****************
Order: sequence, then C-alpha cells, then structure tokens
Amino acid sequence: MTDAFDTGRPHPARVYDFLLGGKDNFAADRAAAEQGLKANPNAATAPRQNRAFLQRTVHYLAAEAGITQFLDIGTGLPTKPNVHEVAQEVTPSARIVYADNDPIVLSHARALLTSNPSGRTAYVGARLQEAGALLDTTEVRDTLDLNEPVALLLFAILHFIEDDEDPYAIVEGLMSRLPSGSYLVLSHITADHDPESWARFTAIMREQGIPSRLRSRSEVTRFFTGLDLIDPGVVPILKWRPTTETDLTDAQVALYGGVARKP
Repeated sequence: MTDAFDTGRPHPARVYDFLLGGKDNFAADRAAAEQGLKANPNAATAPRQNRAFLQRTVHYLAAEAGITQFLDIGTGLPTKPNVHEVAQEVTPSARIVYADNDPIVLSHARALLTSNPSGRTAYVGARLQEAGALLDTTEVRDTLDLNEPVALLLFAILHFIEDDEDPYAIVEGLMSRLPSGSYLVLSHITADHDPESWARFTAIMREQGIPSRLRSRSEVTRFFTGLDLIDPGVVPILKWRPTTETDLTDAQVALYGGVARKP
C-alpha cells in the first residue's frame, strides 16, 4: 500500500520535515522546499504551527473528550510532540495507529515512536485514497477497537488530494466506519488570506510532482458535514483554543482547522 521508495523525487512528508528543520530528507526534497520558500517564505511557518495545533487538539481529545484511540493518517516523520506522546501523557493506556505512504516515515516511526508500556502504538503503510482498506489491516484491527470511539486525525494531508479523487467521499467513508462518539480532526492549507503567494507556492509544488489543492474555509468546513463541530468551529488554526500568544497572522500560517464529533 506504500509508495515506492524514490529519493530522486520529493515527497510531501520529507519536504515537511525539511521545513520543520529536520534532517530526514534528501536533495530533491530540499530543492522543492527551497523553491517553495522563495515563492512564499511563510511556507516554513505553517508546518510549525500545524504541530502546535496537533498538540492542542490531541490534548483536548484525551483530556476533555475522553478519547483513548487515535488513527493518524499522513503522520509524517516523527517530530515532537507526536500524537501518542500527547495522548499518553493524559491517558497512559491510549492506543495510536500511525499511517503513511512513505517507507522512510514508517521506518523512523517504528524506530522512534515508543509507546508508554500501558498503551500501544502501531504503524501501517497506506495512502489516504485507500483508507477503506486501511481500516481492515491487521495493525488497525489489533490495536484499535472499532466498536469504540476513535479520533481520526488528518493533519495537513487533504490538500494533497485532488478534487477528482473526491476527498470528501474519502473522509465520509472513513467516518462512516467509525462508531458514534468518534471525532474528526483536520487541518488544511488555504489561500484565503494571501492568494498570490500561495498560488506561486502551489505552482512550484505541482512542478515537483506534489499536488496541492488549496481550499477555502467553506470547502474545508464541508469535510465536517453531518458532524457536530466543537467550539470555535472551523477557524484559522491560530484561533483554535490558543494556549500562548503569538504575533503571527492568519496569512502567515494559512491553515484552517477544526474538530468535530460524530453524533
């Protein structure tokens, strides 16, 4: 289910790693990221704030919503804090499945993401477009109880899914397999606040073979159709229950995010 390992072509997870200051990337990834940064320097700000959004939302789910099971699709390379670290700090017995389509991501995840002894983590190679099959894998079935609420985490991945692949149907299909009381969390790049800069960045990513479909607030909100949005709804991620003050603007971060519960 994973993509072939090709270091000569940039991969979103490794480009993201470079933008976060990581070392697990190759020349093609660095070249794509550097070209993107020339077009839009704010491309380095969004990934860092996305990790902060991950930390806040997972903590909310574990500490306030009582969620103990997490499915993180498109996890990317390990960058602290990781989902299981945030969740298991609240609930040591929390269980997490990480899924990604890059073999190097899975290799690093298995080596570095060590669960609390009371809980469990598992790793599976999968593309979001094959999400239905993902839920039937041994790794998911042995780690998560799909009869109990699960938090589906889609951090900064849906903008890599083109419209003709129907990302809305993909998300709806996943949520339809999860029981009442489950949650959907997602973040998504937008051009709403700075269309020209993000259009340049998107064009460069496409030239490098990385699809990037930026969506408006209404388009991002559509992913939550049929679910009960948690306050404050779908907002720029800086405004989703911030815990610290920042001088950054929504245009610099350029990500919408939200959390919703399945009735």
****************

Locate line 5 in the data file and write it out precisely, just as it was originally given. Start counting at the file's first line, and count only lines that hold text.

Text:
């Protein structure tokens, strides 16, 4: 289910790693990221704030919503804090499945993401477009109880899914397999606040073979159709229950995010 390992072509997870200051990337990834940064320097700000959004939302789910099971699709390379670290700090017995389509991501995840002894983590190679099959894998079935609420985490991945692949149907299909009381969390790049800069960045990513479909607030909100949005709804991620003050603007971060519960 994973993509072939090709270091000569940039991969979103490794480009993201470079933008976060990581070392697990190759020349093609660095070249794509550097070209993107020339077009839009704010491309380095969004990934860092996305990790902060991950930390806040997972903590909310574990500490306030009582969620103990997490499915993180498109996890990317390990960058602290990781989902299981945030969740298991609240609930040591929390269980997490990480899924990604890059073999190097899975290799690093298995080596570095060590669960609390009371809980469990598992790793599976999968593309979001094959999400239905993902839920039937041994790794998911042995780690998560799909009869109990699960938090589906889609951090900064849906903008890599083109419209003709129907990302809305993909998300709806996943949520339809999860029981009442489950949650959907997602973040998504937008051009709403700075269309020209993000259009340049998107064009460069496409030239490098990385699809990037930026969506408006209404388009991002559509992913939550049929679910009960948690306050404050779908907002720029800086405004989703911030815990610290920042001088950054929504245009610099350029990500919408939200959390919703399945009735």